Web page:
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Heteroglossia Online

Translocal Processes of Meaning-Making in Facebook Posts


Caroline Schilling

The nature of communicative practices today, particularly in the context of digitalized media, has revealed that earlier paradigms on language contact do not prove to be fully satisfactory. Based on 1,507 Facebook posts of German university students participating in the Erasmus exchange program, the analysis aims at exploring how posters draw on their entire repertoire of local and «translocal» semiotic resources in interactions among speakers with diverse language backgrounds. The students under examination participate in actual processes of meaning-making by refashioning the semiotic potential of various features. As a result, the interlocutors create heteroglossic and polycentric posts to decollapse collided and fuzzy contexts and to negotiate potentially large and multiple audiences.

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Series editor’s introduction to Heteroglossia online – Translocal Processes of Meaning-Making in Facebook Posts


Series editor’s introduction

Amei Koll-Stobbe (University of Greifswald)

Series editor’s introduction to Heteroglossia online – Translocal Processes of Meaning-Making in Facebook Posts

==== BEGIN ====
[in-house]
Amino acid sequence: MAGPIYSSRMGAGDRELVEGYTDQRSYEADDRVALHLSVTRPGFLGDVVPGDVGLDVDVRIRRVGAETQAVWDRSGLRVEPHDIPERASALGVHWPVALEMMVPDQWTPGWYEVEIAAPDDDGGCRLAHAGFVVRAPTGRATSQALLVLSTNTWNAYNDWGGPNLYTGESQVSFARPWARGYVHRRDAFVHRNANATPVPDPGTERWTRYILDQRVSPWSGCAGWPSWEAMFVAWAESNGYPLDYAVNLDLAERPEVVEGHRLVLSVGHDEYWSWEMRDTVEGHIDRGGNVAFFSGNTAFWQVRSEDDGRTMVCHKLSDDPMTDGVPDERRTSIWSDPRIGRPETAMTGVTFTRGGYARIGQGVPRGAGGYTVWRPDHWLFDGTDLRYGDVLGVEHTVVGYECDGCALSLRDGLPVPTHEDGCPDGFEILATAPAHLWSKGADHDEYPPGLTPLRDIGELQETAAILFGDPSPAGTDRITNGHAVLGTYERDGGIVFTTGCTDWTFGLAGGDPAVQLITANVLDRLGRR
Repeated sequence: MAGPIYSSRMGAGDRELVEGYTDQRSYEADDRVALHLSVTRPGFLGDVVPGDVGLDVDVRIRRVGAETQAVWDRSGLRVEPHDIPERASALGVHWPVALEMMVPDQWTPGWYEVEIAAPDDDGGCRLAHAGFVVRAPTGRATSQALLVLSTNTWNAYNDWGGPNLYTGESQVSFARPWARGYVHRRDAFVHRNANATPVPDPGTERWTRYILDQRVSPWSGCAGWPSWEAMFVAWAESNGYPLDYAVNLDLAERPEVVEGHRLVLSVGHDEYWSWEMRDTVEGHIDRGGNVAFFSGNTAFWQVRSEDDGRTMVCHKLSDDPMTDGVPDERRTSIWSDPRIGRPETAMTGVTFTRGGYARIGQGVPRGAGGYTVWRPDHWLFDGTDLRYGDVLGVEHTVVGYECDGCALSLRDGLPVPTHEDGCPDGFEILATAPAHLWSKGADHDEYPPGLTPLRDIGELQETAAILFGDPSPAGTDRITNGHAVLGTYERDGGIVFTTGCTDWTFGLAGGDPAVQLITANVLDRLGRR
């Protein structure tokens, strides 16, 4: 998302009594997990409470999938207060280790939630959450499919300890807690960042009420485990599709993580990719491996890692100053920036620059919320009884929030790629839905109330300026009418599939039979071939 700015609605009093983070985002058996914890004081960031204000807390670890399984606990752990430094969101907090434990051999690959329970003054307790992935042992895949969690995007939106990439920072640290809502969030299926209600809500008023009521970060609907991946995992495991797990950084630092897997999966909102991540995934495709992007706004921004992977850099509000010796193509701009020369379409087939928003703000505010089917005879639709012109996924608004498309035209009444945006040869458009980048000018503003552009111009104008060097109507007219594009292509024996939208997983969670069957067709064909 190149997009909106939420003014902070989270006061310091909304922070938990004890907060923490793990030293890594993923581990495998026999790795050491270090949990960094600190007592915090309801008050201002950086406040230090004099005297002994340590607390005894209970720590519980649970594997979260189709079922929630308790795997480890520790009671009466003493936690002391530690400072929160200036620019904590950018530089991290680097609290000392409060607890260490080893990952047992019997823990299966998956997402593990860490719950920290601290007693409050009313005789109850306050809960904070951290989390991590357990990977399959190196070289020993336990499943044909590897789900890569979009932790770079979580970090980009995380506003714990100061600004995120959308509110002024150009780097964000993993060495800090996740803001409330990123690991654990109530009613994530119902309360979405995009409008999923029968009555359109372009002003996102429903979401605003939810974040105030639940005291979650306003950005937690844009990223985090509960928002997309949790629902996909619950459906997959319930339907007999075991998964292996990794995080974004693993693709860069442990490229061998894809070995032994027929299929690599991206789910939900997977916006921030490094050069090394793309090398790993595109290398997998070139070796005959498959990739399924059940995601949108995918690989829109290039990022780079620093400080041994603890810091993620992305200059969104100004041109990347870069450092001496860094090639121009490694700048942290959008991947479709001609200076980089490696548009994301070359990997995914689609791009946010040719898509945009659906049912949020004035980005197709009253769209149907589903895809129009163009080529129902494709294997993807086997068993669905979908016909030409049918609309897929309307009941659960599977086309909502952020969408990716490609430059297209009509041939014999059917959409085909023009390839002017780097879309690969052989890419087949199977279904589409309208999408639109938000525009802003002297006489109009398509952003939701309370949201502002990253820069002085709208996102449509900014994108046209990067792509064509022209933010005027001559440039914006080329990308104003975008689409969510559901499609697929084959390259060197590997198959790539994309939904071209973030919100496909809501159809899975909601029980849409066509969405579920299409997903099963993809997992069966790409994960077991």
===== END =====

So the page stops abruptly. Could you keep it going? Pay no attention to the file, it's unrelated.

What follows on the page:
This is the eighth volume in the series Language Competence and Language Awareness in Europe, and the first that focusses on authentic language use of young Europeans that grew up in a digital communication environment. These young Europeans keep in touch before and during their ERASMUS exchange studies through Facebook posts. The topic, however, is not Facebook as a fairly new tool for keyboard mediated interactive communication, but the patterns and flows of how languages are used as resources and repertoires by the ERASMUS students in order to create and share meanings in a medial environment that facilitates non-linear and multi-modal processes of meaning-making. The objectives of Schilling’s basic research is to use Facebook posts as an easily accessible and highly visible platform displaying situations of language contact and polyphony that had been conceptualized as heteroglossia by Bakhtin (in the 1930s) long before the internet had been invented. Bakhtin conceptualized language (opposing de Saussurean structuralism) not as an abstract synchronic system, but rather as a medium through which language users as social actors participate in a historical flow of social relationships to create meanings as situated and variable social constructs. Schilling’s analysis is based on a collection of 1,057 Facebook Status Updates and Wall/Timeline Posts, and aims at examining how students as social actors in the discursive frame of posts draw on...

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